Open Banking: UK Fintechs have Asked FCA to Adopt a More Market-led Approach to Open Finance Services

Fintech companies are reportedly urging the UK’s Financial Conduct Authority (FCA) to “break” banks during 2021.

A group of London-based startups is asking the FCA to look into ending the control and dominance of traditional banking institutions, specifically their use of consumer data. The companies have stated that this move should increase healthy competition in key financial services such as savings, credit, mortgages and pensions.

The Coalition for a Digital Economy (Coadec), which serves as the policy voice of Fintech startups and other tech scaleups and reportedly includes former UK Prime Minister Tony Blair’s son Euan as one its board members, is recommending a more market-led approach to providing open finance services (somewhat like in Australia).

Coadec is calling on the FCA to put an end to what they consider to be an “overly-standardized” approach to offering these types of financial services.

The Coadec consortium notably includes Fintech Unicorn TransferWise and Seedrs. In statements shared with City A.M., the group suggested that the FCA needs to “break banks” and offer a more transparent open banking system. Specifically, the FCA should allow other providers (not just banks) to engage in platforms through which consumer data, user accounts and customer transactions are shared among various parties, the consortium recommended.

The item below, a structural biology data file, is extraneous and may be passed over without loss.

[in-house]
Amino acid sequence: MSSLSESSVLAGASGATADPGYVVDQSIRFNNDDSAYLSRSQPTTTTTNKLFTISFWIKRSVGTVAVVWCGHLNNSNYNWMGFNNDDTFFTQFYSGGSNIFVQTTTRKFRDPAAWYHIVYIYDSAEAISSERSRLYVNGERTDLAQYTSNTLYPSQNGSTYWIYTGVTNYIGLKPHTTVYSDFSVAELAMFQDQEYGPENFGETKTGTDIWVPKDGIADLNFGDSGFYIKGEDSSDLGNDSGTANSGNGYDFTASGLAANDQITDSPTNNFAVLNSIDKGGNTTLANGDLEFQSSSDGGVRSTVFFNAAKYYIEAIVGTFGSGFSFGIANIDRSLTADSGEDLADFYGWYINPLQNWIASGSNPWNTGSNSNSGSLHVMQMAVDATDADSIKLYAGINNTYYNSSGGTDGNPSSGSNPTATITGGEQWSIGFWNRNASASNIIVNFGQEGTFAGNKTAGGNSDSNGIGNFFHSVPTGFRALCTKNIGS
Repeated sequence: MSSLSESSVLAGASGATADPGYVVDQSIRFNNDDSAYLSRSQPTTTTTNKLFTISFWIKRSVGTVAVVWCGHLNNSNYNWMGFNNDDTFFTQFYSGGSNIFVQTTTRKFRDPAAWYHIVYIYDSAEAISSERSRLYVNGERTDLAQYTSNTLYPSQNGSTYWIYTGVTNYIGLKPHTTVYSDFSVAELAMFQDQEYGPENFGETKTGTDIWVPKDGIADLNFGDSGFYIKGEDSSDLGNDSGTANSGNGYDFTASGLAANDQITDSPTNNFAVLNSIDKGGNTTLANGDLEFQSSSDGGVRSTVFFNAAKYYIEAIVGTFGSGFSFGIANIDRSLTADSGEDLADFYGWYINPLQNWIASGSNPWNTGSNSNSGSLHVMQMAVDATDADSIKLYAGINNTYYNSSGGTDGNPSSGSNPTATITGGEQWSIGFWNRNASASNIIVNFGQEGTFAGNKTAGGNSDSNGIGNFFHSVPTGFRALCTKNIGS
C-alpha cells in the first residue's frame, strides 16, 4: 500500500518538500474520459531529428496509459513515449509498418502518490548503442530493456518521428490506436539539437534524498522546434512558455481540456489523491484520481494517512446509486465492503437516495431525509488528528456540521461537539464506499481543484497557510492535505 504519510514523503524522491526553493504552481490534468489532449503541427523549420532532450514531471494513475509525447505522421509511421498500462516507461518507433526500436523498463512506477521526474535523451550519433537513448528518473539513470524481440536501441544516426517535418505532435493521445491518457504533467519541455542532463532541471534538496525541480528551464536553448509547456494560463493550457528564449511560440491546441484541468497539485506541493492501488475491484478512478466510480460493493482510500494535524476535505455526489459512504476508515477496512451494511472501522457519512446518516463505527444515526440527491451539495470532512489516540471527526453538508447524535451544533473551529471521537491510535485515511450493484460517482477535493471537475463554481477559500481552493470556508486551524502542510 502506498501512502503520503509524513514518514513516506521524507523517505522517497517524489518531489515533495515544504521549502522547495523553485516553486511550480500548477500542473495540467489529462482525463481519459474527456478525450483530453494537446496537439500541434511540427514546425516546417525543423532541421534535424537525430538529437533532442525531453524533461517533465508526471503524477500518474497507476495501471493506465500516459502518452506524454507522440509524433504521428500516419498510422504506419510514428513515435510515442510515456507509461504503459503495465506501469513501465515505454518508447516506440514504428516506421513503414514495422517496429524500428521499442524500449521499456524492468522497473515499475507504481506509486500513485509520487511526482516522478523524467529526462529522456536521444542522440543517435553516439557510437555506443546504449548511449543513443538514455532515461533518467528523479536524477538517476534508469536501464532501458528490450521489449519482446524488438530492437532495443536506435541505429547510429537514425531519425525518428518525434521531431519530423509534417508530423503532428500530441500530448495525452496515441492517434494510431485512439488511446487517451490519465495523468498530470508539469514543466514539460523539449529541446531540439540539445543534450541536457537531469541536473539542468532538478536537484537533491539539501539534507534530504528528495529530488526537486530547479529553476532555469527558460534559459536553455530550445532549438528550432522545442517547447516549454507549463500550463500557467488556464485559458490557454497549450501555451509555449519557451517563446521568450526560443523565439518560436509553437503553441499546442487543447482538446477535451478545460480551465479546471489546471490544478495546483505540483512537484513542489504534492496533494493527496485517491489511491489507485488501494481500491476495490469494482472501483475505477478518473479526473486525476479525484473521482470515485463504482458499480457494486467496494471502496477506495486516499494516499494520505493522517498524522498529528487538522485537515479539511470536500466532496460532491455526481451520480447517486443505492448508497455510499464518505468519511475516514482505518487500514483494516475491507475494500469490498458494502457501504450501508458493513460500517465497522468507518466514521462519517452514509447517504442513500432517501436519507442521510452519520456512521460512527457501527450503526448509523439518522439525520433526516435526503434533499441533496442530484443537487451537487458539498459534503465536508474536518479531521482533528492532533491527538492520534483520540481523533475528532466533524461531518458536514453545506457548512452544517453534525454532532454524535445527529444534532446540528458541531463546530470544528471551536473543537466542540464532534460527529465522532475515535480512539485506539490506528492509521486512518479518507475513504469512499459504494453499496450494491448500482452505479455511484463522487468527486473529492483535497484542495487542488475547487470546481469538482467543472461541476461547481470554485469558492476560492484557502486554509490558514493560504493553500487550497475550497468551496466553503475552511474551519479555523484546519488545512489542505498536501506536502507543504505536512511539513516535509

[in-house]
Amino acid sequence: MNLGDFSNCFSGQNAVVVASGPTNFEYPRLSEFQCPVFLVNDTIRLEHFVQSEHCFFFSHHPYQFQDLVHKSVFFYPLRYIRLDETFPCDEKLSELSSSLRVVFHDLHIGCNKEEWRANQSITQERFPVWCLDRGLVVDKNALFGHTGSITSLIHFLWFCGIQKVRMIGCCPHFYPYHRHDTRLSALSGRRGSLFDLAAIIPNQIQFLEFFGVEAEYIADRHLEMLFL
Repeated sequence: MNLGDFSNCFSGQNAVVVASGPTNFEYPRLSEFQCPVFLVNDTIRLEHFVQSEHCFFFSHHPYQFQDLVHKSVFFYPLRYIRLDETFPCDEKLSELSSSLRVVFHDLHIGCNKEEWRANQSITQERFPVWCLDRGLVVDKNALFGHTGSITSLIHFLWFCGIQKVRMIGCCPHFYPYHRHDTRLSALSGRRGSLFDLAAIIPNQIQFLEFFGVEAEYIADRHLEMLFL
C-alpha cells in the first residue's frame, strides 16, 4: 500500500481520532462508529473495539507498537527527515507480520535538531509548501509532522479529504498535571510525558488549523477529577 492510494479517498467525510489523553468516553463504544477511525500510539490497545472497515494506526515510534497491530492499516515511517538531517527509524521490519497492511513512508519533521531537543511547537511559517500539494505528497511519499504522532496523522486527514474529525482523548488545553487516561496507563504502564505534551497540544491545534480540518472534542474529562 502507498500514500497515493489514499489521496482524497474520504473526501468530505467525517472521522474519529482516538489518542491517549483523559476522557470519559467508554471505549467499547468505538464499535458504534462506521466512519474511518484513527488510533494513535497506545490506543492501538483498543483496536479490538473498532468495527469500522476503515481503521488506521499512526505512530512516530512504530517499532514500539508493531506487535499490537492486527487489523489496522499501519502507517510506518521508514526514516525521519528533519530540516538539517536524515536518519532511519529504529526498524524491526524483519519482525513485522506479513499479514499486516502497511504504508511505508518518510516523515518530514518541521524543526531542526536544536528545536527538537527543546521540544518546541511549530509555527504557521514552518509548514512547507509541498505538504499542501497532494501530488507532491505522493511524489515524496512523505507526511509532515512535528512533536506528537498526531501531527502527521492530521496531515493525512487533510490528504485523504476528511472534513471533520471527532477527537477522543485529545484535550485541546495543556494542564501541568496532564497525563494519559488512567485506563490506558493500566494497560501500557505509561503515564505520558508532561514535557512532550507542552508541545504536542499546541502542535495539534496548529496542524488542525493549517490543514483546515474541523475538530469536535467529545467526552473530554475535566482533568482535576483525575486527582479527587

Joel Gladwin, Head of Policy at Coadec, noted that if Fintechs are provided more access to data this year, then it should increase competition in key services like savings, credit, mortgages and pensions.

Gladwin added:

“Banks were able to send armies of slick lobbyists and magic circle lawyers to Brussels to build extra barriers to Fintechs and maintain their gatekeeper roles.”

But if consumers are able to have greater control of their banking details and related information, then it could help increase trust, promote more engagement and empower activity, Gladwin claims.

He further noted:

“By granting consumers a new data sharing right, and encouraging a market of specialists to compete, banks will have very little room for maneuver this time. Ultimately, this will allow consumers to access better, and more tailored, financial services than they do currently.”

The Fintech companies stated that there has to be an end to bank charges on third-party firms for accessing their financial data. They also recommended removing the 90-day re-authentication requirements, which asks customers to re-authorize their banking provider to release their financial data for use by other parties.

According to Gladwin:

“It is an unnecessary barrier that is preventing consumers from accessing better financial services. As the Brexit transition nears, the Government will have greater flexibility to find a better solution.”

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